Nonetheless the set of essays contained in the book is extraordinary. Chapter One, written by Marc Flandreau, describes how, under the previously perceived order of the classical gold standard, there existed significant sovereign risk that could detract from monetary order. Global financial centers grew immensely after 1840. This growth was due to better capabilities of screening borrowers and pricing risk, along with faster information flows arising from the growth of the telegraph, which was capped by the completion of cables between London and the Continent (1852) and Europe and America (1866).

Evidence for substantial sovereign risk in the era comes from records of the Service des Etudes Financi?res (SEF) as part of Cr?dit Lyonnais in 1871. The SEF was initially established to organize the vast amounts of information and data into a reference unit accessible to those making credit decisions for the bank. While from its inception in 1871 through about 1879 the SEF was underfunded and understaffed, and as a result only marginally effective at this task, by 1889 the SEF had achieved notoriety as the premier think tank for research into credit risk and international affairs (which at the time were highly correlated).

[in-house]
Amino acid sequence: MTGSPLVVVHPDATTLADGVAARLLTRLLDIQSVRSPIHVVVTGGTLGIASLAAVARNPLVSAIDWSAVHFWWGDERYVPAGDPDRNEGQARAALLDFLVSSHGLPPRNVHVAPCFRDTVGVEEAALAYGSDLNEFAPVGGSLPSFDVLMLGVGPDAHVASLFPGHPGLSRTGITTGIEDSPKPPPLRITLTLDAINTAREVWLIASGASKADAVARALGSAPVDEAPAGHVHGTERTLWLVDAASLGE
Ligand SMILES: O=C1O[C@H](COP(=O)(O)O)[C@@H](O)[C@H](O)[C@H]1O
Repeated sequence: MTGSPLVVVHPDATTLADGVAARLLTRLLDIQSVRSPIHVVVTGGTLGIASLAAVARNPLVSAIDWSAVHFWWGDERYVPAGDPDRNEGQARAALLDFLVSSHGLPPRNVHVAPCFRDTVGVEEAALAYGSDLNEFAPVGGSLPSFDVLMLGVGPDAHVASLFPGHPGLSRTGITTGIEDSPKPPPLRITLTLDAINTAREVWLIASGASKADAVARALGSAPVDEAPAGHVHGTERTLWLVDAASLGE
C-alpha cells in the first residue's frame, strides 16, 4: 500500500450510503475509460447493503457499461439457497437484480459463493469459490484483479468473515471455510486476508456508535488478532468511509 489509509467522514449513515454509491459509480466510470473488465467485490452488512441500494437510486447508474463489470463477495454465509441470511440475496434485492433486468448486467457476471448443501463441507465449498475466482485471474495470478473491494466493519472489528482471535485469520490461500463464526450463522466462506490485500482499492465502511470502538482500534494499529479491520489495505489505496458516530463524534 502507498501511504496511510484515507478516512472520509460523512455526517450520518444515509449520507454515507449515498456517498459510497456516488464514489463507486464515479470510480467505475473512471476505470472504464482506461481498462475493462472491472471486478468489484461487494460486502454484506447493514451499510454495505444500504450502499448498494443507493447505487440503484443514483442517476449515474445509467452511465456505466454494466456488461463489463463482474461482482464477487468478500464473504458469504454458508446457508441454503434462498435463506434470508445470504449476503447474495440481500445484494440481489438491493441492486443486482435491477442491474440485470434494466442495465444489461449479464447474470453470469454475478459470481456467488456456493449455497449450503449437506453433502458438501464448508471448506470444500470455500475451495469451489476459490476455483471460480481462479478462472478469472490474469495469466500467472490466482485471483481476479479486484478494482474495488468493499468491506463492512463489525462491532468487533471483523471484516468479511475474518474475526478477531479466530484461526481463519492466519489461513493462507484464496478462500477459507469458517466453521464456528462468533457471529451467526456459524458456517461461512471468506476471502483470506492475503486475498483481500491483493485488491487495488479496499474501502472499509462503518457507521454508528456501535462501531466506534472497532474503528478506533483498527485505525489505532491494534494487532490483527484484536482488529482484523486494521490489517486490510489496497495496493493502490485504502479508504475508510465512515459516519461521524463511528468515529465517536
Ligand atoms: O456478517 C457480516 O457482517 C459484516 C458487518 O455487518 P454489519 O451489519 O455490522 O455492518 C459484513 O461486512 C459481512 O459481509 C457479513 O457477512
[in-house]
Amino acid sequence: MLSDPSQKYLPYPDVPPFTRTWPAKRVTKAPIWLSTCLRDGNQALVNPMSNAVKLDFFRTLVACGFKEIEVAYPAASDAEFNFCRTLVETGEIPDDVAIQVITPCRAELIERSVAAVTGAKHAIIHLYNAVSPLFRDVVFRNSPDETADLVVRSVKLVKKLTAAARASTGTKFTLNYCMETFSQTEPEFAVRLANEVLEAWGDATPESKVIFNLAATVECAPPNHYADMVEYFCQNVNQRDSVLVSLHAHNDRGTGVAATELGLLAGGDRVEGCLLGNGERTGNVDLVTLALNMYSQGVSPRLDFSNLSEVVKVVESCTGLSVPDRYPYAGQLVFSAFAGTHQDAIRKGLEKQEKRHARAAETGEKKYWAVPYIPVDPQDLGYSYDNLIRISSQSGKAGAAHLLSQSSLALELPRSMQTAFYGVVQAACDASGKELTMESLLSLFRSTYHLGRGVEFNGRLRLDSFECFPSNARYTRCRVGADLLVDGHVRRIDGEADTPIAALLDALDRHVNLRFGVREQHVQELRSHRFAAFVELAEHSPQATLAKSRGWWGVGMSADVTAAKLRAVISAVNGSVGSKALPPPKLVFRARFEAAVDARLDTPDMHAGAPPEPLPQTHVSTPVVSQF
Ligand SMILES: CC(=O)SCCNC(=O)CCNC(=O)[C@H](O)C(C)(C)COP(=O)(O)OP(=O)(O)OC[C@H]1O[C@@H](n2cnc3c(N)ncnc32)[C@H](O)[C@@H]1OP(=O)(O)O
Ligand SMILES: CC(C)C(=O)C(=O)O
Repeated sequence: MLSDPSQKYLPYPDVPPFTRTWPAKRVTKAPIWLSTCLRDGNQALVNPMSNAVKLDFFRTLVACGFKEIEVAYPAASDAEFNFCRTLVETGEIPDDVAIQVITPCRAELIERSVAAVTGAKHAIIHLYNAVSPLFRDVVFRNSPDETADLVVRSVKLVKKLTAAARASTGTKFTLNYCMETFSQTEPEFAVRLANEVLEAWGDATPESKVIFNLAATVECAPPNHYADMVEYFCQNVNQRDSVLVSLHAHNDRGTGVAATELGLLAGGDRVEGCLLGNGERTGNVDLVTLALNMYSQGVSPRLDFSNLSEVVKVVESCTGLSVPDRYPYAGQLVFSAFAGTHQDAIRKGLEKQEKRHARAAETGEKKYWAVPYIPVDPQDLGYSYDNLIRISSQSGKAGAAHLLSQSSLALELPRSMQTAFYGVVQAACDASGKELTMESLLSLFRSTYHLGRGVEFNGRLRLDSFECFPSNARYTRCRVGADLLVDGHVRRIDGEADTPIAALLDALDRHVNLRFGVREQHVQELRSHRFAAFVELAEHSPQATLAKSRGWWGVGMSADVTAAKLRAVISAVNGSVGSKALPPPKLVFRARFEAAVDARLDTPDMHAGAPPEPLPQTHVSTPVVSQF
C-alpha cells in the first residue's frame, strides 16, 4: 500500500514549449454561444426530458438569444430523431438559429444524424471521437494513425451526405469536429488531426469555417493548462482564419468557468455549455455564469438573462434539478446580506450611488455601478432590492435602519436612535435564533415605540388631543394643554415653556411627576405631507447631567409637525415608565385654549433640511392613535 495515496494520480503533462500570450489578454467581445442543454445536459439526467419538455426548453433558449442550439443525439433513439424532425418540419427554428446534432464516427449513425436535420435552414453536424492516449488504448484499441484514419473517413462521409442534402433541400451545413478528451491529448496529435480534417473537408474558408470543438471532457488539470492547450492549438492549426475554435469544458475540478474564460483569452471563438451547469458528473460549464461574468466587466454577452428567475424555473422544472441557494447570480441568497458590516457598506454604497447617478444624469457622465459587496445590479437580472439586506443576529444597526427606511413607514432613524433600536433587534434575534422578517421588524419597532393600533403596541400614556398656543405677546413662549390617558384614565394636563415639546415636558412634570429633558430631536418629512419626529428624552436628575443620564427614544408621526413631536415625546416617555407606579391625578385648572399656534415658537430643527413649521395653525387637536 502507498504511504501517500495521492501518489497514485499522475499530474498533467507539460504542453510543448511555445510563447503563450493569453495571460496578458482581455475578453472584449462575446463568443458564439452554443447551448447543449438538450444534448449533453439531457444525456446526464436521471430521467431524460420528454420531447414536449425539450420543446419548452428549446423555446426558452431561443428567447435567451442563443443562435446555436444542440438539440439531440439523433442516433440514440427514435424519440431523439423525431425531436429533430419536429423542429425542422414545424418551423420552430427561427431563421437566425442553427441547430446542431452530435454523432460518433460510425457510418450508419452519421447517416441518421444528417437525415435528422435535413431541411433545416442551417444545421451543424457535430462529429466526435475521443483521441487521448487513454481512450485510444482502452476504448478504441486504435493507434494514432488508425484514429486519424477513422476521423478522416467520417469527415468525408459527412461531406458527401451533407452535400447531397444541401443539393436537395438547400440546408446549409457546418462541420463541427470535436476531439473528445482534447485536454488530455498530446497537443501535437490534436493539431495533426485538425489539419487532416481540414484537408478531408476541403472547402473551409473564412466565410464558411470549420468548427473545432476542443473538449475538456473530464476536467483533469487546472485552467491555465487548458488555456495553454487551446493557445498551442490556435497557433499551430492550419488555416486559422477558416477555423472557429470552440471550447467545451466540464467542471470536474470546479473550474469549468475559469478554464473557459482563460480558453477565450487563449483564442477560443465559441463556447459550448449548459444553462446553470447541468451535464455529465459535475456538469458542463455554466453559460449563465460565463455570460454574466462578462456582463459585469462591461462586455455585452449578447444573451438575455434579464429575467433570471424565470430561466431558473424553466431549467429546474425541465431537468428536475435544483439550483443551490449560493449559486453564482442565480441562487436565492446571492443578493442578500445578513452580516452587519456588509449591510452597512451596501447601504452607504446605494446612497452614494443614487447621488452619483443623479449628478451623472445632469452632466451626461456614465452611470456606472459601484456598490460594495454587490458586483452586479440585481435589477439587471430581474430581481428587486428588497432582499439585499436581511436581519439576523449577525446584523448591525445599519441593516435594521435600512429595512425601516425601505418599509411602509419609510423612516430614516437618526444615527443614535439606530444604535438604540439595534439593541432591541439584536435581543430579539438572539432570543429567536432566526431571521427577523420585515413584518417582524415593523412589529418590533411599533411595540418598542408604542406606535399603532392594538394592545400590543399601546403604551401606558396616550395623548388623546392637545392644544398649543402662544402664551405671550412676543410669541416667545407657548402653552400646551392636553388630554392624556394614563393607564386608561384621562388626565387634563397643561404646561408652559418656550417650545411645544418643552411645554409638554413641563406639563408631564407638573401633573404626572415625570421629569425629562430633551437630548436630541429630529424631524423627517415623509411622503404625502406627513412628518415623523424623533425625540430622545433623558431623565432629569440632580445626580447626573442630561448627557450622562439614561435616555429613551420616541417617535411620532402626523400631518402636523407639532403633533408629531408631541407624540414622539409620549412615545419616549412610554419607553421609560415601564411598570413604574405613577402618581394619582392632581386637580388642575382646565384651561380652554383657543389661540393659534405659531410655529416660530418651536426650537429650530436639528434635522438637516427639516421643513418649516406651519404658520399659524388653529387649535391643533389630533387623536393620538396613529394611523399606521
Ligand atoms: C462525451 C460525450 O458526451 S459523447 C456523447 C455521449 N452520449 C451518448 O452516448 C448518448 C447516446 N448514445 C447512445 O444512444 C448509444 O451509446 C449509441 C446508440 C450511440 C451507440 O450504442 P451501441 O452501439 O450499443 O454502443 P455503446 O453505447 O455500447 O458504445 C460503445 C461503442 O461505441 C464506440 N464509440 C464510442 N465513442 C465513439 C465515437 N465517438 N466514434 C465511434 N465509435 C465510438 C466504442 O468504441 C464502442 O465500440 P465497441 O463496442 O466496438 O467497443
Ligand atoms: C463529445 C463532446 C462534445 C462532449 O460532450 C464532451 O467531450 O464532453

During its heyday, the SEF produced country ratings that relied critically upon adjusting sovereigns’ own reports of fiscal health for various known accounting irregularities and fudges, and for probabilities of sovereign risk of default. Hence, Flandreau effectively demonstrates that gold standard discipline was not absolute, nor did contemporary investors believe that was the case. Furthermore, disciplined investors routinely estimated default risk during the gold standard era in ways that are strikingly similar to modern rating mechanisms.

Still, there was ample room for investment outside the government sector during the gold standard era. That is the subject of Chapter Two, written by Mira Wilkins, regarding foreign direct investment between 1880 and 1914. Wilkins has poured a phenomenal amount of work into first appropriately defining, and then setting about to estimate a concept akin to what we now call foreign direct investment. A great deal of difficulty stems from not only utilizing vastly different corporate forms in the gold standard era, but also, of course, in the paucity of data from that era. At the end of the chapter Wilkins offers seven conclusions, the seventh of which I found the most intriguing for the purpose of the book: although “… the gold standard reduced the risks of losses based on currency fluctuations; it did not reduce commercial or political risks.” Hence, without nationalized industry business faced substantial risk even in the face of gold standard discipline.